I was jealous of her. Not just because she was beautiful but because she had stolen my uncle’s attention. He was the youngest of seven children and he was a favorite among the grandchildren. He snuck us candy and let us read his “Mad Magazines” that he kept hidden in the closet.

She was the perfect foil to my goof ball Uncle and they had a comedic repertoire that made us laugh.

She was unable to get pregnant.

They adopted one son and then a few years later another son. Our kids are similar in age. She devoted herself to raising her children. They are on their way to her bedside as I write.

My aunt is a devote Catholic. She volunteered her time at her church and her faith has never wavered. She converted to Catholicism when she decided to marry my uncle. She found her spiritual home in the liturgy and practices of the faith. Her mother-in-law, my grandmother, was a devote Catholic and we both loved her. My aunt gave me my grandmother’s china a few years ago. She knew I would treasure it.

My heart is breaking for her and for my uncle. The death of a long time spouse is onerous.

I will always remember the beautiful bride, the sparkling laughter, and the love she freely gave to all of us. May her transition be peaceful and may all her love ones welcome her home.

Why It’s Important To Make Mistakes

We know that we will make mistakes. Everyone makes mistakes. But I don’t want to make mistakes and that desire to avoid mistakes can be paralyzing.

I don’t consider myself a perfectionist. I’m okay if I stumble into a mistake but my problem is spending too much time figuring out how to avoid mistakes to the point where I become paralyzed.

Let me give an example. I have been agonizing over if I should use this new linen yarn to make a sweater pattern I have been wanting to make for years. First of all, who agonizes over a decision like that? This is supposed to be a fun hobby, not something I agonize over. By agonize, I mean constantly thinking about it in the back of my head. When I retired, I told myself I wouldn’t spend time worrying about minor things!

It all comes down to how I spend my time. I didn’t want to spend time knitting this sweater only to find out it won’t fit. I have done the steps to ensure that I have the right gauge but there are other factors. How much will the yarn stretch? Will my gauge be different in the round? I don’t want to spend time working on a garment I will just have to rip out but the only way I know if it will work is to try it.

I jumped in and cast on the sweater. We usually watch two shows at night which gives me about 90 minutes to knit. I could just be sitting there watching tv so I told myself I wasn’t wasting time.

I’m glad I took the leap. I actually enjoyed the process of knitting the pattern and I’m ok if I have to rip it out. I’m learning about how linen behaves and it’s interesting.

Jumping in is the way to go. It’s the “Just do it” philosophy. Since I get concerned about how I spend my time, I have adopted this strategy.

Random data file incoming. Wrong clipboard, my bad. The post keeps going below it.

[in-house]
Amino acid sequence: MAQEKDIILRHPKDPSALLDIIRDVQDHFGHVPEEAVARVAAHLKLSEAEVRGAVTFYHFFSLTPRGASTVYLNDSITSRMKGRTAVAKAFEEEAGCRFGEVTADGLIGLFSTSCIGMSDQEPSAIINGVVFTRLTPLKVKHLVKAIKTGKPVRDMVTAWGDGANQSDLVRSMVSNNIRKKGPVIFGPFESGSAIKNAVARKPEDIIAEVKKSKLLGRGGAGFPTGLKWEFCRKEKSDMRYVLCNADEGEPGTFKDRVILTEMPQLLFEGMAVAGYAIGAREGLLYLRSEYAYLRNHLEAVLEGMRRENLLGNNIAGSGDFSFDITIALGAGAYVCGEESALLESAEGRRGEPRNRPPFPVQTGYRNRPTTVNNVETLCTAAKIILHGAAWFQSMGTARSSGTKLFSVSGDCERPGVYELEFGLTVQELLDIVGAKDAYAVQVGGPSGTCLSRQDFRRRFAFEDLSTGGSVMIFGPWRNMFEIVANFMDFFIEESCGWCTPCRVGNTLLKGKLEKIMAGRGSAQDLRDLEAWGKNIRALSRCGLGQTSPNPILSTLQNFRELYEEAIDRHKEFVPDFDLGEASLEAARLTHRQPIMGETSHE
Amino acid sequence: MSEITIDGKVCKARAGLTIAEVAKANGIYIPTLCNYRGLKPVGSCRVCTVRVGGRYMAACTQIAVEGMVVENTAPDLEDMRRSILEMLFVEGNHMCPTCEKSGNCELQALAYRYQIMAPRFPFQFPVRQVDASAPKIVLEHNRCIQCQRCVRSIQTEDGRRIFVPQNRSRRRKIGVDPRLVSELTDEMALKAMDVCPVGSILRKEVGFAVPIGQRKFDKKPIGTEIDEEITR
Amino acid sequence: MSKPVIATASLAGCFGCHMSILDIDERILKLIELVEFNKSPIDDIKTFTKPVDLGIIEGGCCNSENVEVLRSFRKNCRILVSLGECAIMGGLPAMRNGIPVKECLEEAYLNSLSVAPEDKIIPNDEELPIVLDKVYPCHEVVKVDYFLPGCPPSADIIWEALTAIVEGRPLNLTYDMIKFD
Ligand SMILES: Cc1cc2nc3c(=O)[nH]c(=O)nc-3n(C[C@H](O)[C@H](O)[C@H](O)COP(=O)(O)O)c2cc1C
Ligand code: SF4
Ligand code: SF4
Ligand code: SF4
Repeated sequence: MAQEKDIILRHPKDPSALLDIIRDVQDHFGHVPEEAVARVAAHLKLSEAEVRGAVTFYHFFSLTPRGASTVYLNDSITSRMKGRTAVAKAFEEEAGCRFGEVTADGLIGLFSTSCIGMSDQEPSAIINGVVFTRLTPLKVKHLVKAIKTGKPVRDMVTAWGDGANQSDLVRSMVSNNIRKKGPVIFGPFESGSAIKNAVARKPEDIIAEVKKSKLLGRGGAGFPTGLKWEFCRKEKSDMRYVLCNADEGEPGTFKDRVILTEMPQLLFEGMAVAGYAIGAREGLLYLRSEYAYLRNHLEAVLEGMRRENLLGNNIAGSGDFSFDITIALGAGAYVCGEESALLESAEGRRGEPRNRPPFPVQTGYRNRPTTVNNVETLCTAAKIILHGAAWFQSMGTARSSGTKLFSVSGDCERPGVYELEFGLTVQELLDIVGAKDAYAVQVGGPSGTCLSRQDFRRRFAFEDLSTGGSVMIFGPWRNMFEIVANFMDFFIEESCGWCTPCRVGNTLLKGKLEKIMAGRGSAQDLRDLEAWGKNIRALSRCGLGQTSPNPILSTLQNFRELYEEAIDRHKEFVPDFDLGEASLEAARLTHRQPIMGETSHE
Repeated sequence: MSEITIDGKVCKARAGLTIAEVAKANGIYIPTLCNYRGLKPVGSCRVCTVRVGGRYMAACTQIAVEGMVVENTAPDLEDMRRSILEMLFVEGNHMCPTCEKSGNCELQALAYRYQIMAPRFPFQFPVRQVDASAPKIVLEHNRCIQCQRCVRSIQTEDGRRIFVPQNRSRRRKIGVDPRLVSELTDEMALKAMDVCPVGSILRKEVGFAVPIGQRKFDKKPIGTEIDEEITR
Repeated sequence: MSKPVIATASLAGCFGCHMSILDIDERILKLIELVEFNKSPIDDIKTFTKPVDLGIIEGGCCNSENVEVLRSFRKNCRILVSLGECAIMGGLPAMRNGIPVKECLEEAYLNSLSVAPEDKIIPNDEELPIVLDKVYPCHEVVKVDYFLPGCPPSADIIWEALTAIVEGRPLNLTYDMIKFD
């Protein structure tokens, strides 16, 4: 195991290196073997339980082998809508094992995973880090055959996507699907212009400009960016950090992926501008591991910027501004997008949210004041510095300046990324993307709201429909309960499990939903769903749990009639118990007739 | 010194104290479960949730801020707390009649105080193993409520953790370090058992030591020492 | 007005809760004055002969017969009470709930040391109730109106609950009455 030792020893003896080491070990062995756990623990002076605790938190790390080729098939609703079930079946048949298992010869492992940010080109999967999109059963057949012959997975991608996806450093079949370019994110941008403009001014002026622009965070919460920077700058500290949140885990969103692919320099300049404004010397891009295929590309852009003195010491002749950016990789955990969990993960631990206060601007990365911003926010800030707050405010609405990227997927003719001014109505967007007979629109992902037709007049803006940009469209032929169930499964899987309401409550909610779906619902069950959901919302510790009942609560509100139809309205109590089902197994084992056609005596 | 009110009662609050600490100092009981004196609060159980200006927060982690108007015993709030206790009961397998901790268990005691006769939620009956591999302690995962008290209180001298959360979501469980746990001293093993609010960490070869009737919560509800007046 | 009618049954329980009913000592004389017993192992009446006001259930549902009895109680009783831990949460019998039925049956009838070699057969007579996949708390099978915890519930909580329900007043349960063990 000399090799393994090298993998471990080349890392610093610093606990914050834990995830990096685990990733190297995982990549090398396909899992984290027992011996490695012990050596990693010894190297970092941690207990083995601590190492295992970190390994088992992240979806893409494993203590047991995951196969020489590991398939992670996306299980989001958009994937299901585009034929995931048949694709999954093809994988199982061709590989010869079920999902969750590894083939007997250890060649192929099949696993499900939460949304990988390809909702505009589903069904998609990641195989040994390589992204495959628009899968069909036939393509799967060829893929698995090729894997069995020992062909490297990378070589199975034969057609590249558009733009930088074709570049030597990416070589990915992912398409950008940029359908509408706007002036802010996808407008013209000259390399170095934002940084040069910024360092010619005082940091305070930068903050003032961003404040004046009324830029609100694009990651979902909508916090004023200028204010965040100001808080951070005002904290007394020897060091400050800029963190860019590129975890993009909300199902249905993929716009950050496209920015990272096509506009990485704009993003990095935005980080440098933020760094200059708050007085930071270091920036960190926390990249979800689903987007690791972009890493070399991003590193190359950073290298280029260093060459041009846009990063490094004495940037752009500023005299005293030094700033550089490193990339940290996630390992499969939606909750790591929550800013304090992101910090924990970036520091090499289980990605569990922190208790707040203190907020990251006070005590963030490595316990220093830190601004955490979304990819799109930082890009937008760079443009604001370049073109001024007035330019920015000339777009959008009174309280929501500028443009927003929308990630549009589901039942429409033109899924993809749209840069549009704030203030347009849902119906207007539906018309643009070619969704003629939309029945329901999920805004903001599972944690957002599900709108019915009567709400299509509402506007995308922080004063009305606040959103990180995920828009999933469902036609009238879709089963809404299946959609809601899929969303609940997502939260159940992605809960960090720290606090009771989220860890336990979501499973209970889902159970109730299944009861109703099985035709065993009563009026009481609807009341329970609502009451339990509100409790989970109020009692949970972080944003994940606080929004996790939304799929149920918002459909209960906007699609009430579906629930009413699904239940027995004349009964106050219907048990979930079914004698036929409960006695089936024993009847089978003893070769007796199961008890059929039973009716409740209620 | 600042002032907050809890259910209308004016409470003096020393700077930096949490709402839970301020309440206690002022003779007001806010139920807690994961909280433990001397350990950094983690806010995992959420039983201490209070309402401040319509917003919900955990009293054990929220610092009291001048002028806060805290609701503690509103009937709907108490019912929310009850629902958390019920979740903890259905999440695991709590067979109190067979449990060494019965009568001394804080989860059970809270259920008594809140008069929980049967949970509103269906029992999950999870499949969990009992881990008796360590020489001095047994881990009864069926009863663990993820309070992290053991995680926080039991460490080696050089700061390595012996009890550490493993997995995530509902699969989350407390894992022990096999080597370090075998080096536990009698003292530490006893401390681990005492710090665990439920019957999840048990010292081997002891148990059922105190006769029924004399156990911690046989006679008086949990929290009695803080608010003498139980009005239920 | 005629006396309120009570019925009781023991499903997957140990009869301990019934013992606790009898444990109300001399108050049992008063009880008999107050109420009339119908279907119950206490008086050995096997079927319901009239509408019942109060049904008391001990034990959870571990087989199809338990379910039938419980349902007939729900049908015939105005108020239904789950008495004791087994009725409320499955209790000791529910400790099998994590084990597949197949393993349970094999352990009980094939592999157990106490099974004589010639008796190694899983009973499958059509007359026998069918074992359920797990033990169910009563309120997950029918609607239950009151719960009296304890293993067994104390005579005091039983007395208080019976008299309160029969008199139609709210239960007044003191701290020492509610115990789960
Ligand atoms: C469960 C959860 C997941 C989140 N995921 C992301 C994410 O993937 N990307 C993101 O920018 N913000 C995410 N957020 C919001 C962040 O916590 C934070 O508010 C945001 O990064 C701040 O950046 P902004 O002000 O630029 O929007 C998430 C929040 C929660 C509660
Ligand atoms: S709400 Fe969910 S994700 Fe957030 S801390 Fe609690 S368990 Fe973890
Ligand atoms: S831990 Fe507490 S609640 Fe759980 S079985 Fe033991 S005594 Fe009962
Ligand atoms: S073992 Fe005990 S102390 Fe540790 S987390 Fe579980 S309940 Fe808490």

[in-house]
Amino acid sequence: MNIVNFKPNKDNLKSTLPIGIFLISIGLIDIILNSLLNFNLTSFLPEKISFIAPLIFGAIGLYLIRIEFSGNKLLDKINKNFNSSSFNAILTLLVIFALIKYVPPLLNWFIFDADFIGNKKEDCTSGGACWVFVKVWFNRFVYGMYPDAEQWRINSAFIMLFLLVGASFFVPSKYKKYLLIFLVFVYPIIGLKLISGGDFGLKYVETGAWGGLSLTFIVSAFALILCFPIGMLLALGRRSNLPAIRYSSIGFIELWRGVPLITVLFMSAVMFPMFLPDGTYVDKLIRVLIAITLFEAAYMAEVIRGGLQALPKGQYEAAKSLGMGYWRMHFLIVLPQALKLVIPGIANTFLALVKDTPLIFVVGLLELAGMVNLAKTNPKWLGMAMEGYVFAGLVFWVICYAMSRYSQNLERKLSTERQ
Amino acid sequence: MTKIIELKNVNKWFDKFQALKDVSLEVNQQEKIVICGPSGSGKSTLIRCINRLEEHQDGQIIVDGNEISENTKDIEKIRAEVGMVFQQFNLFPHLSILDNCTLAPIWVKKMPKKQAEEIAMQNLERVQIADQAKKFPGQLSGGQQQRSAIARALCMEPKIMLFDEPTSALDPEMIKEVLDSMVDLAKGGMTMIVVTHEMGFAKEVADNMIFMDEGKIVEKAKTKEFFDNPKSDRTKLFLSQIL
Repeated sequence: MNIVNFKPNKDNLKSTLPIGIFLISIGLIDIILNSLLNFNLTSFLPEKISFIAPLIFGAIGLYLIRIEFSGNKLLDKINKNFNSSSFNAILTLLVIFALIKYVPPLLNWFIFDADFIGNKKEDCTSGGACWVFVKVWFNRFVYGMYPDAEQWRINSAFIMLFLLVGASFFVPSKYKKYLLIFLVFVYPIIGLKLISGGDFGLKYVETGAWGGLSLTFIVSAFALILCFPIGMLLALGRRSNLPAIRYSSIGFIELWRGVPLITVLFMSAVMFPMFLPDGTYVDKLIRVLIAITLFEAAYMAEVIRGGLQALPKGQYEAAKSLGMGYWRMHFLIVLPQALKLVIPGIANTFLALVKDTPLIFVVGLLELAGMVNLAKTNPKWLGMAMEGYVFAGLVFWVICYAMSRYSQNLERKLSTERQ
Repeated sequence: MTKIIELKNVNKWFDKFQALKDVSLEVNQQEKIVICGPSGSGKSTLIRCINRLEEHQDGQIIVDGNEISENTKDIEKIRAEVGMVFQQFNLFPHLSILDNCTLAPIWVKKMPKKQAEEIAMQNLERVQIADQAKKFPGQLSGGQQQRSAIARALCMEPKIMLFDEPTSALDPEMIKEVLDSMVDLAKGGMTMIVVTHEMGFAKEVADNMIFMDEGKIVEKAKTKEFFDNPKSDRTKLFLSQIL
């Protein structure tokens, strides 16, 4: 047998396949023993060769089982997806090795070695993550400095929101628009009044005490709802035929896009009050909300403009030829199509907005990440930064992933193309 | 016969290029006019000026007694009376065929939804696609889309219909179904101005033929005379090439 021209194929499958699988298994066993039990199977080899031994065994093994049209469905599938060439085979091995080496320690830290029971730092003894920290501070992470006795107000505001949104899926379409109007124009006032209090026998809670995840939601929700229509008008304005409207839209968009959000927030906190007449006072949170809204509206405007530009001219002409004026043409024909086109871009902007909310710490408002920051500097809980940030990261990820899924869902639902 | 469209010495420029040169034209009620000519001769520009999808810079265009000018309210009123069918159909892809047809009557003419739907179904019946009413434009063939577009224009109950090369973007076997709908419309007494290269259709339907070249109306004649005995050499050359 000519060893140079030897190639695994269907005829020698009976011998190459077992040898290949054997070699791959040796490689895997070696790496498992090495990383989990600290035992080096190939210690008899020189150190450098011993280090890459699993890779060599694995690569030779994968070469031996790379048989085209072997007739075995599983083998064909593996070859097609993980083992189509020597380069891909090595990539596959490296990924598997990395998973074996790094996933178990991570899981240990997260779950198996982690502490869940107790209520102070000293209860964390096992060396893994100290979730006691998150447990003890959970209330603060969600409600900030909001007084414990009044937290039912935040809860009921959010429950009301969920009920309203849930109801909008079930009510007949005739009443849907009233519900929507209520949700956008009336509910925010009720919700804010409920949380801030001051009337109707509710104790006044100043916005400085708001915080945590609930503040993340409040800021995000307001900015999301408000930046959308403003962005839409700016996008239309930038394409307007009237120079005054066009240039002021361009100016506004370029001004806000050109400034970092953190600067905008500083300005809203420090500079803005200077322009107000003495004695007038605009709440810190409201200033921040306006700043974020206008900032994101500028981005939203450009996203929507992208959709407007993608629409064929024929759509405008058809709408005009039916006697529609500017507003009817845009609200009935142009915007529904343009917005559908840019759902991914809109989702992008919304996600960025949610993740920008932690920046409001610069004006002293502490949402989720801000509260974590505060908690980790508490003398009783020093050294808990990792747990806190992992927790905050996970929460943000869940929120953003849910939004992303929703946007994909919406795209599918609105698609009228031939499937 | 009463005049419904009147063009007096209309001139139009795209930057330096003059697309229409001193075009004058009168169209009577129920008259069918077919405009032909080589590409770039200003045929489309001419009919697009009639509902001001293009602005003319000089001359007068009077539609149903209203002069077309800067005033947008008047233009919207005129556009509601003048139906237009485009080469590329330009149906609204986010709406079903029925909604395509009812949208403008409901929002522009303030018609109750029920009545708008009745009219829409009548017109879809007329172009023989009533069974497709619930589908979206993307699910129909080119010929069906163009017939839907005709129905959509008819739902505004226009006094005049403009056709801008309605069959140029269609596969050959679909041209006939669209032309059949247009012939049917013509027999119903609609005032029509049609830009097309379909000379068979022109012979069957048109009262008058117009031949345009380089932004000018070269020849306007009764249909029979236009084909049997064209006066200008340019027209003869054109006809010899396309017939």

Mistakes are just information. I was a science major. This is what I was taught. Experiment and learn. I love that I’m still learning after all these years!

Choosing Our Words

Last week in my post, I equated the word small with insignificant. One of my friends reminded me that small also means small – tiny, little in comparison with something enormous like space. I meant insignificant, she meant tiny. Finding the right words can make a difference in our ability to express ourselves.

My husband and I assembled a bed this past week.

As we positioned the top full-size bunk over the bottom full-size bunk, we struggled for the right words. “Move to your left, I mean my left!” Directions eventually became – “Move toward the door. Move more toward the window. Grab that thing. What thing????” I’m sure you get the picture.

I had a writing teacher who told us to go through our writing and find all the adverbs and then replace them with a more descriptive verb. For example, instead of walking slowly, use sauntered or crept or ambled or drifted. Each verb creates a picture.

Sometimes it is a struggle to find the right words. I use the word God for what I believe is the all-encompassing available energy of love that exists in the universe. What I call God is impossible to express with words. However, the words we do use need to be well chosen. I have stopped using any pronoun for God. It’s too limiting. Father is also difficult because some of us have too much baggage with our “earthly fathers”. I sometimes use the word “Love” with a capital L.

Language can be limiting.

Except the language of love – music.

Music is so much better than lots of words. I listen to endless songs and marvel at how the notes elicit different feelings and spark creative thoughts. Whenever I preach a sermon and I’m grasping for a way to explain what is inexplicable, I hope there is an anthem that will bring home the message.